I turned to Pipedia’s article on Comoy’s pipes and scrolled down to the section on seconds and the brand is listed there (https://pipedia.org/wiki/Comoy%27s). There was also was a photo of a Comoy’s made Royal Falcon on the site. Underneath it is written the following: Early Comoy’s Royal Falcon with circular Made in England stamp. Thin pencil shank pipe. 1930’s? The pipe I am working on is stamped with the same Made in England circular stamp.

From the above information I knew that I was working on an early Comoy’s made Royal Falcon. Perhaps as early as the 1930s!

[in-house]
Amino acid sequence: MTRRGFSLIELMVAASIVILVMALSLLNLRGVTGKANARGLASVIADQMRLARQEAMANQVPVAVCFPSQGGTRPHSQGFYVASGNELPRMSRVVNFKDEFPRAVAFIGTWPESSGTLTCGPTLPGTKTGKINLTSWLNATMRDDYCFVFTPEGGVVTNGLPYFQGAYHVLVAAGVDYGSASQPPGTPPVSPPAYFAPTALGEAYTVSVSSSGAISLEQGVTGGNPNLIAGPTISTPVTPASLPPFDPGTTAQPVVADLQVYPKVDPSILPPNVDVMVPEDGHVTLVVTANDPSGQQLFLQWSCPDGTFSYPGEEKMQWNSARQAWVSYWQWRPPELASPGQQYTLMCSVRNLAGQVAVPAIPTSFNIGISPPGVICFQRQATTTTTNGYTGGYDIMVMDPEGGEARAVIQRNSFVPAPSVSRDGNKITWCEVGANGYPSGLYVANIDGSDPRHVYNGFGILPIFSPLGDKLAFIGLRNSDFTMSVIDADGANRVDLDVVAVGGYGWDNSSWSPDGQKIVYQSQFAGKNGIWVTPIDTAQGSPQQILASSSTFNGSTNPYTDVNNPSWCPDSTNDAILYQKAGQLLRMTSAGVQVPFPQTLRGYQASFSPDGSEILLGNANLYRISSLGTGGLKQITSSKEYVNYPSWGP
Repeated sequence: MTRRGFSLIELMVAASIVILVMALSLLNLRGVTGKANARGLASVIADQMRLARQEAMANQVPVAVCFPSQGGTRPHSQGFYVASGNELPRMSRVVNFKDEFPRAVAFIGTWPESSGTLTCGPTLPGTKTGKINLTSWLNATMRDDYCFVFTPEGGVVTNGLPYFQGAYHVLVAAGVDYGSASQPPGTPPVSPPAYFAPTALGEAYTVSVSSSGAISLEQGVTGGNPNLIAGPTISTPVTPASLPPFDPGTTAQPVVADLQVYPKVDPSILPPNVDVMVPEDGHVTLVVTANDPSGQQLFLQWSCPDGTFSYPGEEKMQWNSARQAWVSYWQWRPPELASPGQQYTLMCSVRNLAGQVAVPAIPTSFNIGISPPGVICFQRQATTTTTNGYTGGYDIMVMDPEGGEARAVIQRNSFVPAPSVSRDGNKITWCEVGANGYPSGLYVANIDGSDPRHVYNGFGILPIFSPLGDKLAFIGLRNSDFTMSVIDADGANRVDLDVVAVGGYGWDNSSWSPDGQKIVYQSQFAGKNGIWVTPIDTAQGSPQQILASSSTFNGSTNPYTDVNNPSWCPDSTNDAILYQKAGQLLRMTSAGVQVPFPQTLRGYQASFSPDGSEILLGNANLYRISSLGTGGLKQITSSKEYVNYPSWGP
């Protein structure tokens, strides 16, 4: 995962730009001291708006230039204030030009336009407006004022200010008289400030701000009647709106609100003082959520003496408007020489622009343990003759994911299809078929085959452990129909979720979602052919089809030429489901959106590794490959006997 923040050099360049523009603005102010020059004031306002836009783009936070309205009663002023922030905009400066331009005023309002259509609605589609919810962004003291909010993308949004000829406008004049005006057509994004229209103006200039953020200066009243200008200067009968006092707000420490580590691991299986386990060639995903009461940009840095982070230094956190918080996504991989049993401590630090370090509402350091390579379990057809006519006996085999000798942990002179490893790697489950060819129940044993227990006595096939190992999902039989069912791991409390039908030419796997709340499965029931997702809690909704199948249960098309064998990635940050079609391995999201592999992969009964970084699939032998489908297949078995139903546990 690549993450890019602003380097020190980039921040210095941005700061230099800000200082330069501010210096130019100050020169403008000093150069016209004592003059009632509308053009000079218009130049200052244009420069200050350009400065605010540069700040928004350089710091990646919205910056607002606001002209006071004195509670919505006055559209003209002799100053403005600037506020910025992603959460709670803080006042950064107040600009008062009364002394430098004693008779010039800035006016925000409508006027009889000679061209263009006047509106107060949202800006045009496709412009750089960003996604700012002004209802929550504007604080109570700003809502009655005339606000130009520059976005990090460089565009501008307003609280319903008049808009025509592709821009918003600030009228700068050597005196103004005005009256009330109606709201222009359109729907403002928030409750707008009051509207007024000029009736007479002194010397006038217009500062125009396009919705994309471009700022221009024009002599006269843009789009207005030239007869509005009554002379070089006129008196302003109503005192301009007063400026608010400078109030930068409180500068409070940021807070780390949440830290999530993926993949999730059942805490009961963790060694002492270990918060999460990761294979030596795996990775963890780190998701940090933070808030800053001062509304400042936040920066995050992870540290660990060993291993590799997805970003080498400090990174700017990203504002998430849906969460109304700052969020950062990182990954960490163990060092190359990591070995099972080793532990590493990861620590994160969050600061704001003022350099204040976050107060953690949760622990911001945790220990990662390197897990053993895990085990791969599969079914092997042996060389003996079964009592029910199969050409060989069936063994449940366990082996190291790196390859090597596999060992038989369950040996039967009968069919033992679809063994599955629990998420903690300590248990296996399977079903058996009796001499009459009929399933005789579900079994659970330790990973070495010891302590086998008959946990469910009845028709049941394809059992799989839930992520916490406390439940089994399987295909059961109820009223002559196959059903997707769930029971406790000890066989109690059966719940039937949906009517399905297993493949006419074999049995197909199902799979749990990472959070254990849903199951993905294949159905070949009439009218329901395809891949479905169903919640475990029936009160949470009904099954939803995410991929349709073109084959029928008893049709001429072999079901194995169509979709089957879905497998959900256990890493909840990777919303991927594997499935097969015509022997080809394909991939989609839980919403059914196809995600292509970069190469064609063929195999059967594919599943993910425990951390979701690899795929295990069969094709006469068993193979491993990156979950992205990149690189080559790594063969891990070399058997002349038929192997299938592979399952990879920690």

With over 125 pipes to clean from Bob’s estate I took a batch of them to the states with me when I visited and left them with Jeff so he could help me out. Jeff cleaned the pipes with his usual penchant for thoroughness that I really appreciate. Once he finished he shipped them back to me. Bob’s pipes were generally real mess and I did not know what to expect when I unwrapped it from his box. I was surprised to see how well it turned out. He reamed it with a PipNet pipe reamer and cleaned up the reaming with a Savinelli Fitsall Pipe Knife. He scrubbed out the internals with alcohol, pipe cleaners and cotton swabs until the pipe was clean. He scrubbed the exterior of the bowl with Murphy’s Oil Soap and a tooth brush to remove the grime and grit on the briar and the lava on the rim top. The finish looks very good with good looking grain around the bowl and shank. Jeff scrubbed it with Soft Scrub and soaked it in Before & After Deoxidizer to remove the oxidation on the rubber. When the pipe arrived here in Vancouver for the second stop of its restoration tour it looked a lot better. I took photos before I started my part of the work.    I took some close up photos of the rim top and the stem surface. I wanted to show what cleaned bowl and rim top looked like. The rim top shows some damage on the surface and the inner and outer edges of the bowl. I also took close up photos of the stem to show the tooth marks and the remaining oxidation on the stem surface.         I took photos of the stamping on the underside of the shank and it is clear and readable. It is stamped as noted above.    I removed the stem for the shank and took a photo of the bowl and stem to give a picture of what it looked like. The heavy oxidation is very visible.Now, on to my part of the restoration of this Comoy’s made Royal Falcon Billiard. I decided to clean up the damaged rim top and inner edge of the bowl. I cleaned up the inside of the bowl edges with a folded piece of 220 grit sandpaper. Once I was finished the edge looked a lot better. I would polish out the rim top with micromesh pads.    I polished the top of the bowl and the entirety of the bowl with micromesh sanding pads – wet sanding with 1500-12000 grit pads and wiping the briar down with a damp cloth after each sanding pad.     I rubbed the bowl down with Before & After Restoration Balm. I worked it into the surface of the briar with my fingertips to clean, enliven and protect it. I let the balm sit for a little while and then buffed with a cotton cloth and shoe brush to raise the shine.      I set the bowl aside and turned my attention to the stem. I used a Bic lighter to “paint” the surface of the stem with the flame to lift the tooth marks on both sides of the stem. The heat lifted the tooth marks to the degree that was able to sand out the remaining marks on the stem surface.    I sanded out the remaining tooth dents in the top and underside of the stem with 220 sand paper. I started polishing the stem with 400 grit wet dry sandpaper.    I polished the vulcanite with micromesh sanding pads – 1500-12000 grit pads. I wiped it down with a damp cloth after each sanding pad. I used Before & After Pipe Polish – both Fine and Extra Fine to further polish the stem.  I left a little oxidation around the stamp so as not to damage it more.      This Comoy’s Made Royal Falcon 332 Billiard from Bob Kerr’s estate turned out to be a great looking billiard. The mixed stain brown finish on the pipe is in great condition and works well with the polished vulcanite taper stem. I put the stem back on the bowl and carefully buffed the pipe with Blue Diamond on the buffing wheel using a light touch on the briar. I gave the bowl and stem multiple coats of carnauba wax on the buffing wheel and followed that by buffing the entire pipe with a clean buffing pad. I hand buffed the pipe with a microfiber cloth to deepen the shine. The finished Royal Falcon 332 Billiard fits nicely in the hand and feels great. Give the finished pipe a look in the photos below. The dimensions of the pipe are Length: 5 ¾ inches, Height: 2 inches, Outside diameter of the bowl: 1 ¼ inches, Chamber diameter: ¾ of an inch. If you are interested in carrying on Bob’s legacy with this pipe send me a message or an email. I have more to work on of various brands. Perhaps one of those will catch your attention. Thanks for reading this blog and my reflections on the pipe while I worked on it. This is an interesting estate to bring back to life.